This is an archived article that was published on sltrib.com in 2016, and information in the article may be outdated. It is provided only for personal research purposes and may not be reprinted.
Though Utah is expected to have an average to mild wildfire season this year, Sue Stewart is still a little fearful.
Words like "worry" and "concern" repeatedly creep into her speech as she talks about the seemingly optimistic 2016 forecast from the U.S. Forest Service's predictive services branch. And her fear, perhaps, isn't misplaced: Appearances statewide suggest a dark picture for fire potential.
After a wet spring, tall grasses are growing across Utah, and with the anticipated high temperatures for June and July, those plants will dry out quickly, creating large fields of fuel for a spreading fire.
Forest areas in northern Utah also face the consequences of shifting climate patterns, where bark beetles are no longer killed off by Utah's more recent mild winters. The overpopulating bugs infect trees, producing loads of dry timber in dense areas, particularly the Uinta Mountains.
Combine those conditions with urban expansion into natural landscapes, where houses sit next to what Stewart calls "fire-prone ecosystems," and it is easy to see how someone who has worked with the Forest Service for more than seven years might be afraid, even when the outlook is relatively good.
But Stewart, director of fire and aviation with the Forest Service, concedes that the predictions are usually "pretty accurate," so she will put her faith in that, fire prevention techniques and some luck.
"I've got my fingers crossed that at least here in Utah, we're going to have another lucky year," she said. "[But] on these landscapes, fire is inevitable."
In what specialists consider an average wildfire season, about 55,000 acres of burn are expected in the state, less than 1 percent of Utah's land. That would be an uptick from last year one of the mildest in recent records where about 10,200 acres burned, according to USFS data.
Jason Curry, spokesman with the Utah Division of Forestry, Fire and State Lands, said vegetation is drying "earlier and quicker than last year," which is part of why this year is forecast to be slightly worse for wildfires.
Already in 2016 there has been a wildfire reported in every county, Curry said, though most have been small and quickly contained.
On Wednesday, crews were battling a lightning-sparked 400-acre fire in Iron County that was threatening 20 structures, including homes and outbuildings.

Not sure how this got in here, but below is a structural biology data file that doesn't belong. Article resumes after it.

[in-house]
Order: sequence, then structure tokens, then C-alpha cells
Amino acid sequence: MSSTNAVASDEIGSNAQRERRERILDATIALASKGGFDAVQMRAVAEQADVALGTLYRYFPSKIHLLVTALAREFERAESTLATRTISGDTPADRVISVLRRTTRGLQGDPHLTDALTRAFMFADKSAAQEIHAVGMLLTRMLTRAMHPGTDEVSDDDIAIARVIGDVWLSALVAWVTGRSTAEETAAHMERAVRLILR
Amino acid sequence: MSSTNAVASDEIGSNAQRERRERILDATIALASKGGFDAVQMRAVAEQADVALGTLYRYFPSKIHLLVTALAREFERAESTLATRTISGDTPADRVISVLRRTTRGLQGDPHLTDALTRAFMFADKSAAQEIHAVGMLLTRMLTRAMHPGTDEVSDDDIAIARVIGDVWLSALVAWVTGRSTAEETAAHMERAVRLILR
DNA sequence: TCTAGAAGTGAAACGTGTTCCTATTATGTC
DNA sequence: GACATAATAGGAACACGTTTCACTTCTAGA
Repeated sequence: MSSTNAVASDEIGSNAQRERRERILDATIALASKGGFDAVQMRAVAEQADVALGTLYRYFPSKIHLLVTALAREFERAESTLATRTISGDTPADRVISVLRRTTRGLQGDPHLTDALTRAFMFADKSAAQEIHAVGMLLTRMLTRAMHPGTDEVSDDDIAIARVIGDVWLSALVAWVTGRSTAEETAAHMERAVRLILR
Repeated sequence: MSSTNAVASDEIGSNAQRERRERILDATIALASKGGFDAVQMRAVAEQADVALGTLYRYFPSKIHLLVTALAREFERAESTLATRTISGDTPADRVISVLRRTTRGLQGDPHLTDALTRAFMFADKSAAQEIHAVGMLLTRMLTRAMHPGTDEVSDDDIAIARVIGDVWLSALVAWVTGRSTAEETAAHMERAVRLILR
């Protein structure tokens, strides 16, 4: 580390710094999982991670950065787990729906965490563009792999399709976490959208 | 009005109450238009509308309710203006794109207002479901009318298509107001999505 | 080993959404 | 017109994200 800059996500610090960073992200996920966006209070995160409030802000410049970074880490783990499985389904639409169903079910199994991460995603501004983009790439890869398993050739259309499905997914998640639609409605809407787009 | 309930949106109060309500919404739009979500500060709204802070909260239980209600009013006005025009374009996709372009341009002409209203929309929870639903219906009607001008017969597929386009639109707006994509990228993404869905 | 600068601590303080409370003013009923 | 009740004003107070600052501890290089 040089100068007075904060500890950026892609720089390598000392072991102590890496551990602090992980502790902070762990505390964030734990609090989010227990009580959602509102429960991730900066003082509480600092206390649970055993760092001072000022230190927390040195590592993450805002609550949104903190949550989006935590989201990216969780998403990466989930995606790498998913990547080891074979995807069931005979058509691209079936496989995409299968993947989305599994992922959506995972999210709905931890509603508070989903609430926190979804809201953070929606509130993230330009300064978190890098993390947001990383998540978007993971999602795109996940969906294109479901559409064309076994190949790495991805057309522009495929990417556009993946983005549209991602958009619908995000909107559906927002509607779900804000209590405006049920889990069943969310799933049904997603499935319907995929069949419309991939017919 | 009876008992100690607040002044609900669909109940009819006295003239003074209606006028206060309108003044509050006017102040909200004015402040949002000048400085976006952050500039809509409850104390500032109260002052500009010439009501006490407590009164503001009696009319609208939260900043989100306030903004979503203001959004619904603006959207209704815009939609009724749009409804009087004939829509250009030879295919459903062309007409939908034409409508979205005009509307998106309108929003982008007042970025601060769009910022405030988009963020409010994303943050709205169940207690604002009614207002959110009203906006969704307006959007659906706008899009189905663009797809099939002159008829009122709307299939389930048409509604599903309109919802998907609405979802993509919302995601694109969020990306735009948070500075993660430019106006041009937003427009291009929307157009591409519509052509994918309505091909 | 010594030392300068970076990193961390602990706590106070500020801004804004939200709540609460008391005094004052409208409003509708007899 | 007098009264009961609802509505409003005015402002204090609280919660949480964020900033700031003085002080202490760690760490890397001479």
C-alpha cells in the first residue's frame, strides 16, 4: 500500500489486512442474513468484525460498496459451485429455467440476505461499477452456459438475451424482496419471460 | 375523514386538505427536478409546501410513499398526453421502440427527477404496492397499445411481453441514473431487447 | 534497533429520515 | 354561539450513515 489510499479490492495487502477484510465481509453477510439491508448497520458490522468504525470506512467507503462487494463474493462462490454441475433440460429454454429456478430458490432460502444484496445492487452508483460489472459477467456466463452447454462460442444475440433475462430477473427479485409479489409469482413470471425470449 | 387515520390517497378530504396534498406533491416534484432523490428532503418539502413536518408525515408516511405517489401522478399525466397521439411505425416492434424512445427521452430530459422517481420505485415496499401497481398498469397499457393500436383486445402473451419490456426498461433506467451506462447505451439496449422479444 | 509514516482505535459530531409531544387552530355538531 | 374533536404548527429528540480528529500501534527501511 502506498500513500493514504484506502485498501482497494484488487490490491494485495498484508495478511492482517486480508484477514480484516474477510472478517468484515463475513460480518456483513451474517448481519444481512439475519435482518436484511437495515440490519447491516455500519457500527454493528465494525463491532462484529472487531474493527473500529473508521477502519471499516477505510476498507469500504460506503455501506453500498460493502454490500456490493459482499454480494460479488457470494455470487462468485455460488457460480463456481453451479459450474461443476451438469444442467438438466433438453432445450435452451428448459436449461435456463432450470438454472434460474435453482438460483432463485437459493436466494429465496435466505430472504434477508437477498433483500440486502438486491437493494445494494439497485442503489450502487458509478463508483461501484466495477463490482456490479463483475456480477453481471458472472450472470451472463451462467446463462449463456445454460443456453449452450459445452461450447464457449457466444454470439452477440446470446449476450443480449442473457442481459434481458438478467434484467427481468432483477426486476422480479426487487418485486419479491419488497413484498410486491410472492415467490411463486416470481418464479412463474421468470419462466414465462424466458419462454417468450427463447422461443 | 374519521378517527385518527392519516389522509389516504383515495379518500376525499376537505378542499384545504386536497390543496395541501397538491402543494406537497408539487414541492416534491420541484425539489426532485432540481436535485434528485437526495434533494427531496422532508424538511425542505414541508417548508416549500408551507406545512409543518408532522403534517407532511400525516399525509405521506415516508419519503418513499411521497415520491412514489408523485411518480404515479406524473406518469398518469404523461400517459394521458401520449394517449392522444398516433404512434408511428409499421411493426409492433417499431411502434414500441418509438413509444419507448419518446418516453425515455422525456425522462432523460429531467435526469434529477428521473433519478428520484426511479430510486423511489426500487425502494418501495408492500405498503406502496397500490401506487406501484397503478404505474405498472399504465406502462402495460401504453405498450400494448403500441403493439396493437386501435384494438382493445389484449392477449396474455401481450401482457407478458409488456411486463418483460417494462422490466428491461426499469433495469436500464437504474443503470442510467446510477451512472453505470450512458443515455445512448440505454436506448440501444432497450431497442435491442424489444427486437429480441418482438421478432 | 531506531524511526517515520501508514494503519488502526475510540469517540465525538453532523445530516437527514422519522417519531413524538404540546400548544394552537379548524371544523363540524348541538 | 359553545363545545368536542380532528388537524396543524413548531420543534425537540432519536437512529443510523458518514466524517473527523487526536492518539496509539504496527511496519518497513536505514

Last week in Juab County, a fire started by lightning topped 1,400 acres before it was contained five days later. Another fire last week, near St. George, damaged three buildings before it was contained at 10 acres.
Central western and southwestern Utah can expect the worst, Curry said, as those areas tend to dry out first and have less rain.
Stewart has "serious concerns" about the areas surrounding Cedar City and Santaquin, noting that nearby homes are particularly susceptible if owners fail to remove excess and overgrown plants or clear woodpiles around their property.
"It really exacerbates the challenges we have," she said, noting that homes are more likely to be damaged if owners don't plan ahead and create a buffer zone around their land.
Stewart doesn't believe 2016 will come anywhere near the "big and terrible" damage done in 2012, when more than 415,300 acres burned in Utah an area about half the size of Rhode Island.
To help prevent some uncontrolled burns, USFS leads prescribed burnings to clear potential danger zones and protect houses. Stewart calls it "using fire to stop fire" and anticipates 27,000 acres of prescribed burns in Utah this year, costing about $7 million.
"We are true believers in managed landscapes," she said.
Utah is also surrounded by a "big blob of extreme fire potential" as Nevada, California and Idaho are all preparing for busy seasons. In Utah, Stewart hopes, people will see more smoke from those fires than from any within state borders.
Curry warns, though, that about half the wildfires are started by humans, and Utah could easily become a part of the "big blob" if people aren't careful when putting out campfires, extinguishing cigarettes and driving their vehicles off roads.